It's a tricky case but I think there could have been better ways for her to resolve the issue.
     
    muscovyduck and ska invita like this.
  10. ska invita

    ska invita back on the other side

    this aspect of it seems relevant, if the picture was taken FOR the family and for free, and they were given a print, then surely they can share it for a noncommercial use.

    if it went on the cover of an album that's something else, but there's no financial gain here that i can see.
     
  11. Stanley Edwards

    Stanley Edwards 1967 Maserati Mistral.

    The question of profit is the only relevant thing.

    Once copyright has been established legally, then the photographer needs to substantiate their claim for a share of the profit. In the UK, Copyright is automatically granted - there is no need to register. Registering Copyright in The States simply reinforces your argument in the case of any future legal wrangles.

    The only reason this photograph has any profit making potential is the subject - the subject being Bruno. It is his image, his story, his work which has made the image a commercial proposition. If he has not signed a model release, he wins.

    That is the legal standing to be contested.

    Ethically, is it really fare to expect to profit from a photograph snapped of an innocent, young child?

    Fuck her. That's what I say.
     
    Throbbing Angel likes this.
  12. Stanley Edwards

    Stanley Edwards 1967 Maserati Mistral.

    Oh. It is also very good publicity for all concerned of course.
     
  13. mhendo

    mhendo Aussie in San Diego

    Well, I'd be interested to see the actual lawsuit, and the wording, but there's a variety of issues at play here.

    The profits part might relate to an argument about his Instagram feed being a part of his overall commercial identity, contributing to his publicity, and helping to sell his music. He certainly uses it that way, posting updates to his music and links to his songs and albums.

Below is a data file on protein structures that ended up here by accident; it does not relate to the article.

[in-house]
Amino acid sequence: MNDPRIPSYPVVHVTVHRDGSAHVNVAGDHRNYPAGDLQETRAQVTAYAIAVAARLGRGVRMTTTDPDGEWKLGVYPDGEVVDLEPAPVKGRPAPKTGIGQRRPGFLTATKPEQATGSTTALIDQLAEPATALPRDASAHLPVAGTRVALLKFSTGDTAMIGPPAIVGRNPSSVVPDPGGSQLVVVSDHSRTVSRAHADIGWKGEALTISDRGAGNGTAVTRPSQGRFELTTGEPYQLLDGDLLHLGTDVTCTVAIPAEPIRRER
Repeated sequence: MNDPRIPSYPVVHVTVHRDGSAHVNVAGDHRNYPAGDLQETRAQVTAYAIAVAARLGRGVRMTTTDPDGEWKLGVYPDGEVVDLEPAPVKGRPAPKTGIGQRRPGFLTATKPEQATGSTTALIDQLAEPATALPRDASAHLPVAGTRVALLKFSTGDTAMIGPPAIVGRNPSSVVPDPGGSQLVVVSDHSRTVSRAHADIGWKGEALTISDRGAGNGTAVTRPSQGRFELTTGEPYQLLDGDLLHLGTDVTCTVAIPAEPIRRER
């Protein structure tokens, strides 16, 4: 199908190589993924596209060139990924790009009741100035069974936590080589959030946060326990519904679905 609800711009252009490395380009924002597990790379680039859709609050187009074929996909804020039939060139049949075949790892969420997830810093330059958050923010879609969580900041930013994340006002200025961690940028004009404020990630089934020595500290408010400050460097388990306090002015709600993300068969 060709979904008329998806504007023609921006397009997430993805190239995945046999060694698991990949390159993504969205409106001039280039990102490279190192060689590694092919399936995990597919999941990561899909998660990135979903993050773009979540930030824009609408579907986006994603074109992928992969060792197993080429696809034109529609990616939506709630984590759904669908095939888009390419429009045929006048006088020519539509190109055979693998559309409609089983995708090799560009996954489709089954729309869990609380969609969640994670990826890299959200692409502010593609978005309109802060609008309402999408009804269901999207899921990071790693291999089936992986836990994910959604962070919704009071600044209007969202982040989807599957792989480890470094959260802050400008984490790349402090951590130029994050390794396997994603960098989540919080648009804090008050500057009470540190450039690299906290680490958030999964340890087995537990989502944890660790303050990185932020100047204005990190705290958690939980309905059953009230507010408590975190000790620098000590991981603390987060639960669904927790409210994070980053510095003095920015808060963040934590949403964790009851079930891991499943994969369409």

Also, the damages part refers to the part of copyright law that addresses that way that copying someone's work without permission can have a damaging impact on the market for that work. This photo is clearly one that lots of people like. It currently has 1.25 million "likes" on Mars' Instagram feed.

    But the fact that he has made that image available, for free, to anyone who wants it, clearly affects the market for the image. Who would bother buying the picture from Catherine McGann, now that they can get it for free from Bruno Mars? This is, in fact, one of the central things that US copyright law considers when evaluating issues such as copyright infringement and fair use. One of the specific criteria for evaluating fair use, for example, is "the effect of the use upon the potential market for or value of the copyrighted work." (Title 17, Chapter 107).

    Furthermore, if the photographer has registered her image with the Copyright Office, she doesn't even need to demonstrate actual losses. She can sue for statutory damages and attorneys' fees. If she had not registered the image, she could sue only for actual damages and lost profits.

    Also, copyright violation in the United States is strict liability. That means that there's no "But I didn't know I wasn't allowed to use it" defense. If you publish a work without authorization, and if someone else can show that you did this, and that they own the copyright (something that is easily established if you registered the work), then you're screwed.

    This was demonstrated in a case a few years back, when a photographer's images were grabbed from his Twitpic account and distributed by Agence France-Presse and Getty Images to various of their newspaper and online clients. The clients themselves (including the NY Times, Washington Post, ABC, and CBS) didn't know that the agencies were distributing the pictures without authorization, but the strict liability rule means that they were responsible for their actions in posting copyright images. They settled, because they knew they were screwed, and the two photo agencies were hit for over $1 million in the court case.

    No, as I explained above, you can claim copyright without registration. What registration allows you to do is seek greater damages, above and beyond actual losses. It also provides a traceable record that makes it easier to establish your ownership of copyright.